Not every top prospect is Evan Longoria or Buster Posey, phenoms who immediately did what was expected of them at the big league level. Many are like Alex Gordon, the Royals' leftfielder who was the No. 2 pick in the stacked 2005 draft (which also included Ryan Braun, Troy Tulowitzki and Justin Upton, to name a few) but needed five seasons to deliver on his early expectations. In an attempt to find this year's Gordon, who hit .303 with 23 homers in 2011, SI spoke with a quartet of scouts who this spring have already seen these five formerly highly rated hitters and has scored them on a Gordometer, with four "Gordons" being best.
MATT WIETERS, C
Wieters was Baseball America's No. 1 prospect in 2009. While the 25-year-old is defensively precocious and hit 22 home runs last year (his third in the majors), his .262 average and .778 OPS still fell short of expectations. Even so, says a scout, "the offense is coming. What he's doing better is handling the ball inside. The gold standard for offensive catchers is Brian McCann. Two years ago Wieters was nowhere close, but now he's closing in on him." The scout predicts an average near .300, with 25 home runs and nearly 100 RBIs. As this year's Alex Gordon, he says, "Wieters is a very good choice."
DEXTER FOWLER, CF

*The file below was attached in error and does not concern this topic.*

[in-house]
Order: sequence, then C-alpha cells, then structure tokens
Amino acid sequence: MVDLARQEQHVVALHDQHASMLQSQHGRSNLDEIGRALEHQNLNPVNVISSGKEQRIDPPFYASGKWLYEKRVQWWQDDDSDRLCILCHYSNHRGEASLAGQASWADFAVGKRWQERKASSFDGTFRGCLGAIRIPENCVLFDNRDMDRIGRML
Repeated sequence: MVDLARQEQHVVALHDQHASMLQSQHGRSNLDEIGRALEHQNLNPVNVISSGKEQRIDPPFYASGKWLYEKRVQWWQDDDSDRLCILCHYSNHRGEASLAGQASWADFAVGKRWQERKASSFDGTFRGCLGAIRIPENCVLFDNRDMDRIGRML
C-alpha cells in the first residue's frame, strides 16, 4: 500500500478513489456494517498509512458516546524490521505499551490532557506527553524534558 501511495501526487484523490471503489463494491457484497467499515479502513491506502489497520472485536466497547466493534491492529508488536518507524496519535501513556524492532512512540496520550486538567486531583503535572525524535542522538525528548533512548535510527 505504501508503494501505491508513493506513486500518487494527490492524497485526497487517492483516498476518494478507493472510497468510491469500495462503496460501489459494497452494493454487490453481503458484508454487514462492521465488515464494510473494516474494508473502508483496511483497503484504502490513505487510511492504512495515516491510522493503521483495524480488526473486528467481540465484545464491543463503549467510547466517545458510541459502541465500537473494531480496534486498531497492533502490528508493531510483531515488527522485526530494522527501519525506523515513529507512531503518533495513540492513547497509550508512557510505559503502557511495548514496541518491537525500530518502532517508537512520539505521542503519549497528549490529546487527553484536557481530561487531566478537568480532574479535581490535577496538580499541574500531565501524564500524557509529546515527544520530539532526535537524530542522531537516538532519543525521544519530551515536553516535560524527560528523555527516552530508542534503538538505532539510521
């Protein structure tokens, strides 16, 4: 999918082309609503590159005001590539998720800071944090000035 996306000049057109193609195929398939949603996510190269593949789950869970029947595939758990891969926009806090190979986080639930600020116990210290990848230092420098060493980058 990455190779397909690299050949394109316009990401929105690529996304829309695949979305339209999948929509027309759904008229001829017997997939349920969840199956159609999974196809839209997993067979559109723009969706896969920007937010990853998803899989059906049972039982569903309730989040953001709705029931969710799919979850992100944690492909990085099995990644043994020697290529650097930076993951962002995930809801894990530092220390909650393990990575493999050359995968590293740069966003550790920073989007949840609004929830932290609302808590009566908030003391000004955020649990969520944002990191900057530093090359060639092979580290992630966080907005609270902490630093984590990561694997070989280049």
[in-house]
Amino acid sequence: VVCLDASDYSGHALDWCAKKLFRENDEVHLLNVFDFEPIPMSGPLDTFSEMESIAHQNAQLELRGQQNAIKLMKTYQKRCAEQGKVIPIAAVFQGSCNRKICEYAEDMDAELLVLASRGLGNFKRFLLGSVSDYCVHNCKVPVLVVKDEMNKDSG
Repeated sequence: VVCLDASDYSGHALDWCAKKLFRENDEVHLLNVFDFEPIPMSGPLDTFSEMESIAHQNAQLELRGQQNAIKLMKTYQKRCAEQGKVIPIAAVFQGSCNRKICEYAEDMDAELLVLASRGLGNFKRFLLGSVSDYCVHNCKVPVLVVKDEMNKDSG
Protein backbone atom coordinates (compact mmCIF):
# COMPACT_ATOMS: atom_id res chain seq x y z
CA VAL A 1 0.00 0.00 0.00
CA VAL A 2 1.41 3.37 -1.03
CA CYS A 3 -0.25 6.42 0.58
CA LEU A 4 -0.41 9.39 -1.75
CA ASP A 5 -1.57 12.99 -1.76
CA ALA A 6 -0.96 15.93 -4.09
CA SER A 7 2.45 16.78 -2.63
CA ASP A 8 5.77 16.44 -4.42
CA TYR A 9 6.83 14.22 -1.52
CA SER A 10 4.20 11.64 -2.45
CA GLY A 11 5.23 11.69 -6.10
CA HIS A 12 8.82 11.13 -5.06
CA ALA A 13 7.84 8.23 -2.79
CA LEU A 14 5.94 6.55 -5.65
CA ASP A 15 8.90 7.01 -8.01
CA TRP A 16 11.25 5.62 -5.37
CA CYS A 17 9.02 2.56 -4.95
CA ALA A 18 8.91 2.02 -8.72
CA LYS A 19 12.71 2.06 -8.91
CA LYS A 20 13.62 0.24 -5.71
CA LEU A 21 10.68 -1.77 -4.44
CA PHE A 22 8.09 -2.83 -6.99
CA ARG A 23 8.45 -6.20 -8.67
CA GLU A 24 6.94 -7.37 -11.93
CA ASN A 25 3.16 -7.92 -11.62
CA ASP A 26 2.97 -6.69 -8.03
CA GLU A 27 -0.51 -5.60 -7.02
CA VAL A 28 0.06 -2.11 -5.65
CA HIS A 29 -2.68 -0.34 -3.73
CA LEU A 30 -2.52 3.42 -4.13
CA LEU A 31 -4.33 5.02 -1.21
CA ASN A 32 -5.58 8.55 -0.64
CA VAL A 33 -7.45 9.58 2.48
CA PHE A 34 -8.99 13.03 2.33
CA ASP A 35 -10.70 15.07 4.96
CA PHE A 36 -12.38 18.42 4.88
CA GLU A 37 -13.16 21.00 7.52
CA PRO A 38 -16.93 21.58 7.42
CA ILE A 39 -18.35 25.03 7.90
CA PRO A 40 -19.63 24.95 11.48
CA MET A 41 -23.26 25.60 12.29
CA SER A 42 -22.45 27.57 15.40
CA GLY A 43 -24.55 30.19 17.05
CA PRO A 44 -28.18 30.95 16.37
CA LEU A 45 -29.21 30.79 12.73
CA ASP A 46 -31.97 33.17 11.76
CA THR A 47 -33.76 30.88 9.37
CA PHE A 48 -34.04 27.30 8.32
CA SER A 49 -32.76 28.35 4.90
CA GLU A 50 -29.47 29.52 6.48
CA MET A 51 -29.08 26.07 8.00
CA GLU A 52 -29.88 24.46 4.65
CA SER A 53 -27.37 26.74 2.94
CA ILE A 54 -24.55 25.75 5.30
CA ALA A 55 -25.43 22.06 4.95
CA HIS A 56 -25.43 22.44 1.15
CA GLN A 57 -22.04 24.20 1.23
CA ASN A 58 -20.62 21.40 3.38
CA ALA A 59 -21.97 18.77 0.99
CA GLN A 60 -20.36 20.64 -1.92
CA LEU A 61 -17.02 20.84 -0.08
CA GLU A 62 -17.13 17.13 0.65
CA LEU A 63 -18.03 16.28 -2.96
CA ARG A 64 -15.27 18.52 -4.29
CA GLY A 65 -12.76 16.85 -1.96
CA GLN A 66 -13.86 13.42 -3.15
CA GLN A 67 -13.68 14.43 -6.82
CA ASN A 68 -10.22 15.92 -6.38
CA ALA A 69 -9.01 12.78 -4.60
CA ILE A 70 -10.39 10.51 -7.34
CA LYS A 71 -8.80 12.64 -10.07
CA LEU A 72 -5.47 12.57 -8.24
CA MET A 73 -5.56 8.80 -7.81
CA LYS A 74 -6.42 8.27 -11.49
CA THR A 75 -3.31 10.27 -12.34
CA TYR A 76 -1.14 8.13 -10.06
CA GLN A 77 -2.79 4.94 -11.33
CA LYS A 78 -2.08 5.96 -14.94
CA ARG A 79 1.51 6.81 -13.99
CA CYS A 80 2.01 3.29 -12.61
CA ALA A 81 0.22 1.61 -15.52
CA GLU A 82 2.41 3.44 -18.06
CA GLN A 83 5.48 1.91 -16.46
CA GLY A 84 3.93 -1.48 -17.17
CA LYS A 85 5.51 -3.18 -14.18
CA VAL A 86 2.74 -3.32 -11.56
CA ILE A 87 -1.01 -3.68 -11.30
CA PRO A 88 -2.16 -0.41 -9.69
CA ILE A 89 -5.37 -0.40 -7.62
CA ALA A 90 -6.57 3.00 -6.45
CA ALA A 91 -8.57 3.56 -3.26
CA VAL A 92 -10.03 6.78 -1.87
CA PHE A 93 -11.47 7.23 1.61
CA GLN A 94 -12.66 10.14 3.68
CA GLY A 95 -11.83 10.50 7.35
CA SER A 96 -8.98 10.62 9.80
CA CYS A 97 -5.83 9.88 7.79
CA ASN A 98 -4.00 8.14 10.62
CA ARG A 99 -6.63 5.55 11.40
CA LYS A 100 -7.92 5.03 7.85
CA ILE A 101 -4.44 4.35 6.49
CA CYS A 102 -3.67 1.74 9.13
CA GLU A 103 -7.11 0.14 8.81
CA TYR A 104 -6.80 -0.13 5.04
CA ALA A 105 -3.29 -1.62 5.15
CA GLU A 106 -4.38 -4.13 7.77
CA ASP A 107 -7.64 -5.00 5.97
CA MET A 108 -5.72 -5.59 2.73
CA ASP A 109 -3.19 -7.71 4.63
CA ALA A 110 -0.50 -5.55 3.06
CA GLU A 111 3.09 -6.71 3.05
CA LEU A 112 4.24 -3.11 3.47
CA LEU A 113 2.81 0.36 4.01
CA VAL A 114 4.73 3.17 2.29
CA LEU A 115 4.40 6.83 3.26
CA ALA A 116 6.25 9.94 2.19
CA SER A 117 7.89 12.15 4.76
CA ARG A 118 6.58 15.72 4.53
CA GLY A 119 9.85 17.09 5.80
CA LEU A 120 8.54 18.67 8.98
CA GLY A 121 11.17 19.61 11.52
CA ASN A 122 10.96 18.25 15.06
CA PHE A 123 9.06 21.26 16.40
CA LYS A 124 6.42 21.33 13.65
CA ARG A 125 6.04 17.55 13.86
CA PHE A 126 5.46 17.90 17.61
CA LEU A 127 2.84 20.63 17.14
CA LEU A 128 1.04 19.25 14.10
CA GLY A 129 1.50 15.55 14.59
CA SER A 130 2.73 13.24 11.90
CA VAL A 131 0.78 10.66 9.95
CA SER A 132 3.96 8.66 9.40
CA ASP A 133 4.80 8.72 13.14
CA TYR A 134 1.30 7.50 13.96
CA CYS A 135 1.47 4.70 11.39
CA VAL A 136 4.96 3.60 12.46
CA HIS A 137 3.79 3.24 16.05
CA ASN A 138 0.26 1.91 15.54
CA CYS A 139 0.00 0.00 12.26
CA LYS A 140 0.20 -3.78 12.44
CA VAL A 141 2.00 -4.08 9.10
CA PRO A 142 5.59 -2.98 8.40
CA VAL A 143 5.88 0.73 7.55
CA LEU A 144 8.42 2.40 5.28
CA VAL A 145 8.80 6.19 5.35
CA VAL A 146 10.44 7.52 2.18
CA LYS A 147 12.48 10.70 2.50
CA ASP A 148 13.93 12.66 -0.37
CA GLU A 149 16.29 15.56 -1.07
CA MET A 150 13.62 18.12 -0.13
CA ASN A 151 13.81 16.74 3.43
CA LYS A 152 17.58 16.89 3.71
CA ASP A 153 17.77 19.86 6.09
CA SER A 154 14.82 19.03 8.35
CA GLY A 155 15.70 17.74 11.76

The speedy 6'4" Fowler's problems—and .262 average and 15 home runs in 405 major league games—have stemmed from his being rushed to the majors from Double A in 2008 and from a serious lack of strength. But the 25-year-old Fowler, whose plate discipline is already strong (.363 OBP in '11), gained 12 pounds in off-season workouts, and the switch-hitter looks more seasoned at both sides of the plate. "He's come up with a little leg kick that really seems to help him," a scout says.
PEDRO ALVAREZ, 3B
Alvarez, one scout says, still has the "off-the-charts raw power" that made him the second overall pick in the 2008 draft, but the lefthanded hitter must temper his desire to pull the ball, which has contributed to a .230 average through 169 big league games. "It's gotta feel great to hit 'em nine miles," says the scout. "But they go out in leftfield too, just like they do in right." The scout says he has seen signs of a more disciplined approach and that Alvarez, 25, could hit .275 this year with 25 homers.